Did they do this just for the lulz?
I worked on a similar type of project. We designed and prototyped a module in the US but the end customer wanted to assemble their finished product in China. Management was worried that the 'proprietary secrets' (cough cough) from the firmware could be stolen by the CM and used in their other customers' projects or sold to someone else. Fears escalated when our staff came back from a first visit and they showed us photographs of counterfeit Samsung Galaxies being built on the line right next to our legitimate product.
So what we did was design the bootloader to use a form of obsfucation (really, a rotating matrix of XOR patterns) and have the trusted processor manufacturer flash that onto the chips at the fab before reeling them up and shipping them to China. Then management could rest easier knowing that the production firmware being transmitted to the CM's testing line wasn't easily disassembled or copied into a similar part.
Of course, any clever engineer (like the OP) could have blown it apart in a day or so. We were a bit luckier that our entire firmware could fit on the protectable on-board eNVM and not use external NOR flash like this router. I guess the hope was to just discourage the practice and cross your fingers that this method would be enough.
Me: The customer has asked for security measures to stop unauthorised employees from subverting the system and defrauding them. Your solution uses clear-text passwords, so anyone with a copy of Wireshark could crack it in seconds.
Management: Yeah, but they're only asking for the appearance of security. They don't care about the details.
Me: What will they say if someone cracks our "security" and steals millions of dollars from them?
I don't get it from economical point of view. It's just additional work that doesn't bring any profits. Sole exception I could think of, is securing software-based limitations that "encourage" consumers to purchase more pricey devices. But it doesn't seem to be the case for this device - there aren't much of fancy hardware features hiding behind missing software options. One could probably solder an USB port (not sure whenever soldering and rebuilding firmware worth the savings from buying cheaper device), but I guess that's about it.
I have heard a rumour, that for the same reason SanDisk stopped supporting(with free hardware) Rockbox development.
Before somebody could purchase a less expensive Linksys wireless router, install a third-party firmware, and use it like the would a more expensive Cisco AP. So for Cisco this might take away from their higher end lines. For the new owners it's just an added sale that they wouldn't otherwise get.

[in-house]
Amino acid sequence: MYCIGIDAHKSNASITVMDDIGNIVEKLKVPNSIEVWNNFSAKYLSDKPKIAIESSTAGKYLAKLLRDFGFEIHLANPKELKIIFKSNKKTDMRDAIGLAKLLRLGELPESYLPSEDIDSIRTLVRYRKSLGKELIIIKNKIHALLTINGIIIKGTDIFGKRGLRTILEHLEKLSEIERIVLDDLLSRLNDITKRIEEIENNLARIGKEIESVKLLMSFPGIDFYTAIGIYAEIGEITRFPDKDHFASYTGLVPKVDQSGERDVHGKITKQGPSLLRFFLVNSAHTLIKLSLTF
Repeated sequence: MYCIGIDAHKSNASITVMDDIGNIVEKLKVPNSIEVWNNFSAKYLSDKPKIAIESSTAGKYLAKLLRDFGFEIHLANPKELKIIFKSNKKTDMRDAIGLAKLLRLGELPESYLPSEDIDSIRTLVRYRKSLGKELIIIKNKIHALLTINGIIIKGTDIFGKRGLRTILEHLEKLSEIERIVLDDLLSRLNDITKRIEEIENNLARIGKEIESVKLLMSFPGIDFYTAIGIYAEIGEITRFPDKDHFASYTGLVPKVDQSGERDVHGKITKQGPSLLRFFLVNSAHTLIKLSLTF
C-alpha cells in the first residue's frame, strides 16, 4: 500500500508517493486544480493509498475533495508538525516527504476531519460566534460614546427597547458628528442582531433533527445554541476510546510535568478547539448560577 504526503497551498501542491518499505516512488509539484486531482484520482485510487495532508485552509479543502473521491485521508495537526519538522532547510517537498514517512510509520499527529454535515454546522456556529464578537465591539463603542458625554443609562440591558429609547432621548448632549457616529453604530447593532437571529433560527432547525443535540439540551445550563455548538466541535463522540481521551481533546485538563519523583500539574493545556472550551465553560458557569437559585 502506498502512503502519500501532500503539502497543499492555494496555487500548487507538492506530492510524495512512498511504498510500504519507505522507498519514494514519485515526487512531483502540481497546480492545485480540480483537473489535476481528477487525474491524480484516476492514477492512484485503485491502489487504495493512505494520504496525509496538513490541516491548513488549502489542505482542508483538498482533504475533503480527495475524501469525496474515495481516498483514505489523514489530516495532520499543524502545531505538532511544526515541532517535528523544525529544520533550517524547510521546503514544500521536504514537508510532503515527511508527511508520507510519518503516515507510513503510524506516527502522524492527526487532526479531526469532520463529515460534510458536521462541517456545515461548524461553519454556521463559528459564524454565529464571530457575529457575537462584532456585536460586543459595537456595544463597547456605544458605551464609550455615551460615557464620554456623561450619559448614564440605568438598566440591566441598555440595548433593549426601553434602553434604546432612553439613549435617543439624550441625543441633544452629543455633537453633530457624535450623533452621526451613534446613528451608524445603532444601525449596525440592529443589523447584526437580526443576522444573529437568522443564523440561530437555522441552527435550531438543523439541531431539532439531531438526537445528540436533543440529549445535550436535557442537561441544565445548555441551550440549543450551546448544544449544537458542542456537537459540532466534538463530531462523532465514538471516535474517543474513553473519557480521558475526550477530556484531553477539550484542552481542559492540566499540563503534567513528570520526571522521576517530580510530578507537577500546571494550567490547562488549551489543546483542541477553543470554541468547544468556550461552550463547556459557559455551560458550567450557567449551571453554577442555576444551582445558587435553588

It's too bad that HTC didn't get how important their XDA supporters were to staying relevant in the mindshare of the early adopters, who in turn recommend hardware purchases for the mainstream consumer. It's the same thing with Linksys.
I had a printer Kodak Hero 4.2. It has ink level warnings which I can not get around without new cartridge and new ink chips.
I found a way to get firmware and how to upload firmware manually. I also disassembled it and found few spots where I could change ARM asm code to jump around ink level checks. But I could not figure out how to put it all back together so printer would use this firmware instead. My naive approach did not work well and I bricked it (not a big deal).
I would love to read more about process people used to, for example, build DD-WRT, which I believe is modification of stock firmware.
There is probably a checksum (or even worse, digital signature) on the firmware image, or some other checks like that, but as for getting the firmware back on the device, I'd probably use a hardware flash programmer.
I wish, I had a better question: What is the software used to produce the "flow charts"?
I'd recommend using Hopper as a hobbiest.
I like the 3D visualization at http://binwalk.org/wp-content/uploads/2013/12/avr32_3d.gif
What might perhaps also be interesting, is to create a plugin for binwalk that compares the firmware with other firmware binaries.
As someone who has looked through many different types of files in doing quite a bit of RE, I've become able to separate out different types of data just by the "feel" of how it looks in a text editor; Z80 and 6502 code, x86, MIPS, ARM, bitmap images, and compressed data all have different "textures" to them.
It is very useful. As different file types and data structures. Often has a quite common entropy level to them.
Rather than doing it in your head as you do one can use a machine to help, which happens to be the hole point of machines.
It is just bytes visually represented.
1byte = x axis, 2byte = y axis, 3byte = z axis. And then jump forward and repeat.